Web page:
BURBANK, Calif. (BP)–Roubik Hoospianmer was tortured in his native Iran for his Christian faith, and his brother was murdered.
“God for His purposes chose to spare me,” he says. “I never forget that.”
Now 41, he is bivocational as a social worker for Iranian and Armenian refugees, pastor of three immigrant churches, television preacher with weekly programs in three languages, husband of Odet Hartoun and father of three children.
Hoospianmer’s life of ministry started when he was 14; he started passing out Bibles to Muslims on the streets of Tehran. Within hours he was arrested. That didn’t stop him.
By the time he was 22 he had started his first church — it took four years of weekly, 200-mile, round-trip visits. Not long after that church start, he was remanded by his civilian employer to one-year mandatory service in the Iranian army, which kept him from the weekly trips.
But he was booted out of the military after managing to debate the merits of Christianity with the local mullah (priest) in the presence of the entire Tehran army base.
His civilian employer, the telephone company, sent him to the front of the Iran/Iraq war to repair cables, but after work he would bike 10 miles each way at night to town, where he searched until he found Assyrian Christians.
“I started with them my new church,” Hoospianmer said. During the seven years he and his wife grew the church in the war zone, they endured daily bombing, sporadic supplies of water, and continual harassment from the Secret Police.
Fifty people had been baptized and 10 called out as ministers when Hoospianmer received a cry for help from his soon-to-be-martyred brother, Haik Hovsepianhehr. His wife and two daughters already were on their way to Tehran when the Secret Police arrived and hauled Hoospianmer off to solitary confinement broken only by torture.
“One night I was full of bitterness against Islam and all enemies,” Hoospianmer said. “I couldn’t forgive them for what they do to me. I say to God, ‘I don’t want any more Muslims to come to know you.'”
That midnight a guard came with a soft-voiced request.
“I tell him, ‘I don’t want to tell you about Jesus.’ ‘You have to,’ he tell me. ‘You are pastor.’ After four hour, he accepted Jesus. I repented from my bitterness and the Lord saved me from it.”
Hoospianmer had been in the provincial jail for 28 days. The day after the guard’s conversion, two members of the Secret Police drove Hoospianmer through a blinding snowstorm and over a mountain pass to a Tehran jail. One became a Christian that night.
Eight more days of torture later, Hoospianmer was placed on probation, providing he reported every two weeks on all church activities, and that he did not speak to Muslims about Jesus.
“He was harassed for three years and was marked for death because despite the rules, Muslims were converted after coming into contact with him.
“This is Islamic law,” Hoospianmer said. “Converts die, especially if they are a pastor who brings others to Christianity.”
After attending the funeral of a Muslim-born pastor who had been killed, and seeing the blind widow and four young children, Hoospianmer arranged to give everything he had in exchange for refugee status in Germany for him and his family.
While there, he started three churches among Armenians and Iranians, but moved to California because “The Lord showed me in California one million Iranians,” Hoospianmer said. “Here we can be more useful.”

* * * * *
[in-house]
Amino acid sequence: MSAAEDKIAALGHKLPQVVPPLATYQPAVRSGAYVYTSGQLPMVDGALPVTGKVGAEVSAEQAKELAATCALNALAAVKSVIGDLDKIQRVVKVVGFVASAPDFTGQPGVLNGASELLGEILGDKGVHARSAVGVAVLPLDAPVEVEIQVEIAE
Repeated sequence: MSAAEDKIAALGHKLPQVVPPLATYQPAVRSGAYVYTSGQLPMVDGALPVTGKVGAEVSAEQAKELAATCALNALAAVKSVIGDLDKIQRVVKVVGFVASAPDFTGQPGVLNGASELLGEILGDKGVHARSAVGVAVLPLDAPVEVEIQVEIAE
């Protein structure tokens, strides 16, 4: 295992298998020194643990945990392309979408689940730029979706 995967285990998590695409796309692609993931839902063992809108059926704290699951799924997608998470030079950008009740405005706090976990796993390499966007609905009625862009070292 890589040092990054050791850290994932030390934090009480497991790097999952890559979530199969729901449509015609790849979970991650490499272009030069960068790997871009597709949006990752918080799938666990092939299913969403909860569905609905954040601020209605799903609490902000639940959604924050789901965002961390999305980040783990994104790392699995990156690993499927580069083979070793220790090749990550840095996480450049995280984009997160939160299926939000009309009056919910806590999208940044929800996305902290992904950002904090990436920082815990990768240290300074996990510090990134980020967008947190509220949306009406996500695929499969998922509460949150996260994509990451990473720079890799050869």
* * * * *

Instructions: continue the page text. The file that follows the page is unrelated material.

He baptized 66 Iranians within his first three years, then was called to Colorado to start an Iranian-language church. He’s been back in California for three years.
“Since ’98 to now I decide to serve the Southern Baptists,” said Hoospianmer said, who previously had been independent of a denomination. “I met Southern Baptists in Colorado. I researched and see that it is the right denomination and solid base for starting churches.”
Three things he liked about Southern Baptists, the pastor said: its balanced theology that was neither extreme nor emotional; its global outreach that matched his vision; and its polity that allowed every church its independence.
In addition to starting churches for Iranians (1998), Armenians (1998) and Jewish Iranians (1999), Hoospianmer for six years has had a thriving, three-program ministry on public access television. He preaches in Armenian, Farsi and English.
At least 750 families have contacted him because of the television ministry; many go to non-Southern Baptist churches because of the lack of Iranian or Armenian SBC churches.
But Hoospianmer has a plan to address that.
Iranian Christian Church in Glendale consists of 100 members, 98 of whom are refugees; he’s baptized 26 in the last year. Armenian Christian Church in Glendale (they share the same building) consists of 25 Muslim converts. The newest congregation, Iranian Christian Church of Los Angeles, consists of about 50 Jewish and Muslim converts who live in the Westwood area. He has identified 26 budding leaders among the congregations; six are attending the Brea Campus of Golden Gate Baptist Theological Seminary.
His plan is to identify leaders, train them, and send them out to start new congregations.
Hoospianmer has another plan.
He envisions a training center where people called to work with Muslims can spend six months in ministry with him in Los Angeles. Daily infusion of the language and culture of the Middle East would help acclimatize missionaries so they are ready to start work when they reach their overseas assignment area, he said.
“My desire is to be a missionary in the United States for Southern Baptists to reach the Muslims,” Hoospianmer said. “My elder brother died to reach Muslims. God has called me to live to reach them.”